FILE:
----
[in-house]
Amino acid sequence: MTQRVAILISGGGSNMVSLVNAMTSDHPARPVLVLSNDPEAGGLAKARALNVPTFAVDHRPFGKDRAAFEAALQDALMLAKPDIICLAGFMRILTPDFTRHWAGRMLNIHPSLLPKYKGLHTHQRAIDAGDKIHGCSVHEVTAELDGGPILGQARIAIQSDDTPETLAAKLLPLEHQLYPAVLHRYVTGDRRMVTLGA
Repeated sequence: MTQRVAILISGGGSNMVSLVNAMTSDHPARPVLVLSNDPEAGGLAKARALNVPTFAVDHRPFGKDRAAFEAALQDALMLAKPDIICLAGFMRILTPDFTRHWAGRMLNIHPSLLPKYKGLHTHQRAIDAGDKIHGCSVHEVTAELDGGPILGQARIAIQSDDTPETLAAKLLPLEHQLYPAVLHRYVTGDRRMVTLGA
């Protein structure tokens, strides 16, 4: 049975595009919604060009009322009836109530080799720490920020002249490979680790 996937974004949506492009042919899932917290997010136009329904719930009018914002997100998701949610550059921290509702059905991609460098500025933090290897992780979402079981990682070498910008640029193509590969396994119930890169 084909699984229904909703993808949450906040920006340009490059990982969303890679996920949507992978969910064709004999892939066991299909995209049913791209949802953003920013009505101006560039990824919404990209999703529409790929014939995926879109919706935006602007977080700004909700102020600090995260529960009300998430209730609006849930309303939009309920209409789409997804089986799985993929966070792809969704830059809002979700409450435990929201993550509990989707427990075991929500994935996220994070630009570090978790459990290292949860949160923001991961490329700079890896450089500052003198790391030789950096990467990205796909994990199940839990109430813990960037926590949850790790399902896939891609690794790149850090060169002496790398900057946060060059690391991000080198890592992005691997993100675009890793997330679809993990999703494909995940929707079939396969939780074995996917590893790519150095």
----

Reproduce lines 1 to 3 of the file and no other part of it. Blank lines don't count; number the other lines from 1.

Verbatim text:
[in-house]
Amino acid sequence: MTQRVAILISGGGSNMVSLVNAMTSDHPARPVLVLSNDPEAGGLAKARALNVPTFAVDHRPFGKDRAAFEAALQDALMLAKPDIICLAGFMRILTPDFTRHWAGRMLNIHPSLLPKYKGLHTHQRAIDAGDKIHGCSVHEVTAELDGGPILGQARIAIQSDDTPETLAAKLLPLEHQLYPAVLHRYVTGDRRMVTLGA
Repeated sequence: MTQRVAILISGGGSNMVSLVNAMTSDHPARPVLVLSNDPEAGGLAKARALNVPTFAVDHRPFGKDRAAFEAALQDALMLAKPDIICLAGFMRILTPDFTRHWAGRMLNIHPSLLPKYKGLHTHQRAIDAGDKIHGCSVHEVTAELDGGPILGQARIAIQSDDTPETLAAKLLPLEHQLYPAVLHRYVTGDRRMVTLGA